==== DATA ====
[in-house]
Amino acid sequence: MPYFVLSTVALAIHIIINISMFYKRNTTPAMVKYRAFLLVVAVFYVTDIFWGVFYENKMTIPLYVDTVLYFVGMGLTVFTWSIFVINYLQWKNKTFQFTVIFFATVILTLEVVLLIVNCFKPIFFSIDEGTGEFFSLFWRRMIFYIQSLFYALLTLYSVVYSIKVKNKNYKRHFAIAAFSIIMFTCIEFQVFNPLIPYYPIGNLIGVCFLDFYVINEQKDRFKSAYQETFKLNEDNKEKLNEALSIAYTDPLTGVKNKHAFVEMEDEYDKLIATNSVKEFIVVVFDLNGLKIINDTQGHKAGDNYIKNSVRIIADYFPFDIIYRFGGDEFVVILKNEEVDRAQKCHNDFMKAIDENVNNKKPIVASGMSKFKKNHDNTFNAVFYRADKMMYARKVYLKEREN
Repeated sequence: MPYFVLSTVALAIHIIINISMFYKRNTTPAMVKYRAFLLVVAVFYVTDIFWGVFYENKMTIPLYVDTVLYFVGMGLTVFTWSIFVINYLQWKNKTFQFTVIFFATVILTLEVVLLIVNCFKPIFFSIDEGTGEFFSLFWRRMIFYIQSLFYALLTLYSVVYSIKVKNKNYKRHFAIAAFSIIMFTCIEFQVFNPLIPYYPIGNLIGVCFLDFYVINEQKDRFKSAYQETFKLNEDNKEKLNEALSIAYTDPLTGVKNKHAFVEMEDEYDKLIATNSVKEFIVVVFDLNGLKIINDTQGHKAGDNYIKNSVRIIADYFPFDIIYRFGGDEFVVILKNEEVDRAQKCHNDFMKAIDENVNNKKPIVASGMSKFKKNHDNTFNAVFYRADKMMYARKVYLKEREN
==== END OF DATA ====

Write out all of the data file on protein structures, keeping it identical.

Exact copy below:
[in-house]
Amino acid sequence: MPYFVLSTVALAIHIIINISMFYKRNTTPAMVKYRAFLLVVAVFYVTDIFWGVFYENKMTIPLYVDTVLYFVGMGLTVFTWSIFVINYLQWKNKTFQFTVIFFATVILTLEVVLLIVNCFKPIFFSIDEGTGEFFSLFWRRMIFYIQSLFYALLTLYSVVYSIKVKNKNYKRHFAIAAFSIIMFTCIEFQVFNPLIPYYPIGNLIGVCFLDFYVINEQKDRFKSAYQETFKLNEDNKEKLNEALSIAYTDPLTGVKNKHAFVEMEDEYDKLIATNSVKEFIVVVFDLNGLKIINDTQGHKAGDNYIKNSVRIIADYFPFDIIYRFGGDEFVVILKNEEVDRAQKCHNDFMKAIDENVNNKKPIVASGMSKFKKNHDNTFNAVFYRADKMMYARKVYLKEREN
Repeated sequence: MPYFVLSTVALAIHIIINISMFYKRNTTPAMVKYRAFLLVVAVFYVTDIFWGVFYENKMTIPLYVDTVLYFVGMGLTVFTWSIFVINYLQWKNKTFQFTVIFFATVILTLEVVLLIVNCFKPIFFSIDEGTGEFFSLFWRRMIFYIQSLFYALLTLYSVVYSIKVKNKNYKRHFAIAAFSIIMFTCIEFQVFNPLIPYYPIGNLIGVCFLDFYVINEQKDRFKSAYQETFKLNEDNKEKLNEALSIAYTDPLTGVKNKHAFVEMEDEYDKLIATNSVKEFIVVVFDLNGLKIINDTQGHKAGDNYIKNSVRIIADYFPFDIIYRFGGDEFVVILKNEEVDRAQKCHNDFMKAIDENVNNKKPIVASGMSKFKKNHDNTFNAVFYRADKMMYARKVYLKEREN